What steps would a non-practicing but fully initiated Catholic have to take to come back to the Church?
This question, while it accounts in a general way for the place of the many people who have gone away from the Church after their confirmation, is not answered with one set of steps – as several factors that are not present in the question need to be discerned. I will therefore trace out multiple scenarios to answer this question – showing how for some the journey is quite simple, while for others it can be more complicated.
Let us begin with the simplest: those who are called “lapsed Catholics” – a fully initiated Catholic who went away from the Church, but is living either a single life (having never married) or is married in a Catholic wedding and is still married. In these cases, all that is necessary would be a return by way of a good confession – including in their confessing among any other sins which they have committed during their time away from the Church that they fell away from the Church, and therefore were not faithful to Sunday Mass for the length of time that they were away and (if true) to an at least once a year confession. Having confessed their sins, they are immediately reconciled without further steps and are able to receive Holy Communion.
Building from the first example, let’s say the person is married once, still married, but that marriage was not by way of a Catholic wedding ceremony (but perhaps in a Christian denomination or even by the Justice of Peace). Such a person would first need to have their marriage union “convalidated,” that is, to have their legal “civil union” receive recognition by the Church by way of having a Catholic “wedding,” even if it is much more simply celebrated than a “typical wedding,” with as few people present as perhaps the clergyman and two witnesses. As part of the convalidation, it is proper to go to confession on that same occasion – thus confessing having fallen away from the sacraments as well as attempting marriage outside of the Church without the Church’s dispensation. After this confession and convalidation, that person would also be readmitted to communion.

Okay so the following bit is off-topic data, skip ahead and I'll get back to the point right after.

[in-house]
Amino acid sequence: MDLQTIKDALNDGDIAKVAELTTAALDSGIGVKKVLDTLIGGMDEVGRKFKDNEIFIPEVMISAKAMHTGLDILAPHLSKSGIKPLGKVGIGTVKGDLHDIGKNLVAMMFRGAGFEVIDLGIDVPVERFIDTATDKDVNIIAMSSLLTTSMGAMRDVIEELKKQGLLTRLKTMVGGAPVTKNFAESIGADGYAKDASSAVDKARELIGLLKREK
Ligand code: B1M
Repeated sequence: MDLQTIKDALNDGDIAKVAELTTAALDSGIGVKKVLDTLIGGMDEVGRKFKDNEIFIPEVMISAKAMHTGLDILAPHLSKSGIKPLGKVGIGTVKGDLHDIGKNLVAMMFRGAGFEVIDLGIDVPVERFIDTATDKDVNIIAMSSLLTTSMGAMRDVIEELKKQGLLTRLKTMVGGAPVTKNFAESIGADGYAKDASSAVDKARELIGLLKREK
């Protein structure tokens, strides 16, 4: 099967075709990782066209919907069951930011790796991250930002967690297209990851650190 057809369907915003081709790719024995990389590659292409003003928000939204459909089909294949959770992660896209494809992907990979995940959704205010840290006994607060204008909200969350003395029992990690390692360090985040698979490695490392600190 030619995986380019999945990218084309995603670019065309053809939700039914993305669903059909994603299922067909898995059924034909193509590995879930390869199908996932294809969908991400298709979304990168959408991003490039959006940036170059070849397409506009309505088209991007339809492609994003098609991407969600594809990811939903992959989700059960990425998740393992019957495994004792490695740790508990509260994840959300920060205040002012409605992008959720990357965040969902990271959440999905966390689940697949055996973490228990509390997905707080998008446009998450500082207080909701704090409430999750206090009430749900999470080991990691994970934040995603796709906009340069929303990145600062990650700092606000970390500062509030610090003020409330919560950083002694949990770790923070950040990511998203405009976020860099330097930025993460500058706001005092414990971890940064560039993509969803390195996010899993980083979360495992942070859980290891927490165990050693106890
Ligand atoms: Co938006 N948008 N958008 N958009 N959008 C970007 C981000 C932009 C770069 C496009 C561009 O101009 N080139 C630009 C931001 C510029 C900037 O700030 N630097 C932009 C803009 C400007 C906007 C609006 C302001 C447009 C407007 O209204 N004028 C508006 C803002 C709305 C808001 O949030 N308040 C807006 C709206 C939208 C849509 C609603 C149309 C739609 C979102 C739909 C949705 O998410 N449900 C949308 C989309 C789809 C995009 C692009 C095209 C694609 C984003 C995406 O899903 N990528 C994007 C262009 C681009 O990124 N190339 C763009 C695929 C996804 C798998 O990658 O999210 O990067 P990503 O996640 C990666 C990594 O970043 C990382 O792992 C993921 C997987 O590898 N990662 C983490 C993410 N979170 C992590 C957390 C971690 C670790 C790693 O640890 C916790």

Some situations are far more complex – especially when they involve such situations that include marriage, divorce, and attempted remarriage; or in situations where a person who desires to live in full communion remains in a state of life contrary to the Church (such as someone who is not married, but is cohabiting with another [and is thus simulating the married life without the benefit of the sacrament]). These types of situations require further steps. In the case of the cohabiting person, it is necessary that their living arrangement be rightly rectified – which most properly is accomplished by separating when such is possible. If they are unwilling or unable to do such (let’s say because they have one or more children born of the illegitimate relationship), it needs to be honestly discussed with their pastor as to other possible steps (such as marrying, or living in one or another fully chaste manner while still upholding their duties to the children). As for divorcees who are in a second (or subsequent) union, that first union needs to be rightly investigated for its validity ahead of their being brought along to go convalidation of the present union and to their going to confession unto hopeful restoration to communion.
Most certainly other circumstances also exist beyond those presented here – such as that of a person who has been openly and stridently denying of truths of the Catholic faith and then desires readmission to the Church, which may require a public act of renouncing their former denials of the faith. However, the above examples hopefully give you a sense that while some steps (like confession) will always be necessary, full solutions depend on all of the circumstances in the life of each person who desires to return.